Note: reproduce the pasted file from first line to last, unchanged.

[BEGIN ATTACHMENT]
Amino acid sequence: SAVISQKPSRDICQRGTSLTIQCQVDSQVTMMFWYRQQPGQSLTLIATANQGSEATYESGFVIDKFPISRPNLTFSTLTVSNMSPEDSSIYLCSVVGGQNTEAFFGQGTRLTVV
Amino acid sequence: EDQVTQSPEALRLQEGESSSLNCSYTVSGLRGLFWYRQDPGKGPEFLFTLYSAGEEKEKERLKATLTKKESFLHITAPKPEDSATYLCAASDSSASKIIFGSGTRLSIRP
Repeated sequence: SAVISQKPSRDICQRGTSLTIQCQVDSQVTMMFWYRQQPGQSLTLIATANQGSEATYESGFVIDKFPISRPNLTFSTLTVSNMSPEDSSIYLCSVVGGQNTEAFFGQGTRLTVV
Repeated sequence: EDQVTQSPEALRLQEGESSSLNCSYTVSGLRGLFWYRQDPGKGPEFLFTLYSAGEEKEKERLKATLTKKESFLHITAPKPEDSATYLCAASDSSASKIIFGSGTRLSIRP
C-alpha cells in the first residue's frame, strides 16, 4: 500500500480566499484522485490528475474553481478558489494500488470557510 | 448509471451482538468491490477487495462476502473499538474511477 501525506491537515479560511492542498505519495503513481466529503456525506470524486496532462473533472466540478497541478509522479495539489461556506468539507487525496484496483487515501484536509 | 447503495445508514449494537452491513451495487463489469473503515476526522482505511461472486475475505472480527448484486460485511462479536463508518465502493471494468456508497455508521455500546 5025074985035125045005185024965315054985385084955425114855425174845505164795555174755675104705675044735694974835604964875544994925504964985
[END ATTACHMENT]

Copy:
Amino acid sequence: SAVISQKPSRDICQRGTSLTIQCQVDSQVTMMFWYRQQPGQSLTLIATANQGSEATYESGFVIDKFPISRPNLTFSTLTVSNMSPEDSSIYLCSVVGGQNTEAFFGQGTRLTVV
Amino acid sequence: EDQVTQSPEALRLQEGESSSLNCSYTVSGLRGLFWYRQDPGKGPEFLFTLYSAGEEKEKERLKATLTKKESFLHITAPKPEDSATYLCAASDSSASKIIFGSGTRLSIRP
Repeated sequence: SAVISQKPSRDICQRGTSLTIQCQVDSQVTMMFWYRQQPGQSLTLIATANQGSEATYESGFVIDKFPISRPNLTFSTLTVSNMSPEDSSIYLCSVVGGQNTEAFFGQGTRLTVV
Repeated sequence: EDQVTQSPEALRLQEGESSSLNCSYTVSGLRGLFWYRQDPGKGPEFLFTLYSAGEEKEKERLKATLTKKESFLHITAPKPEDSATYLCAASDSSASKIIFGSGTRLSIRP
C-alpha cells in the first residue's frame, strides 16, 4: 500500500480566499484522485490528475474553481478558489494500488470557510 | 448509471451482538468491490477487495462476502473499538474511477 501525506491537515479560511492542498505519495503513481466529503456525506470524486496532462473533472466540478497541478509522479495539489461556506468539507487525496484496483487515501484536509 | 447503495445508514449494537452491513451495487463489469473503515476526522482505511461472486475475505472480527448484486460485511462479536463508518465502493471494468456508497455508521455500546 5025074985035125045005185024965315054985385084955425114855425174845505164795555174755675104705675044735694974835604964875544994925504964985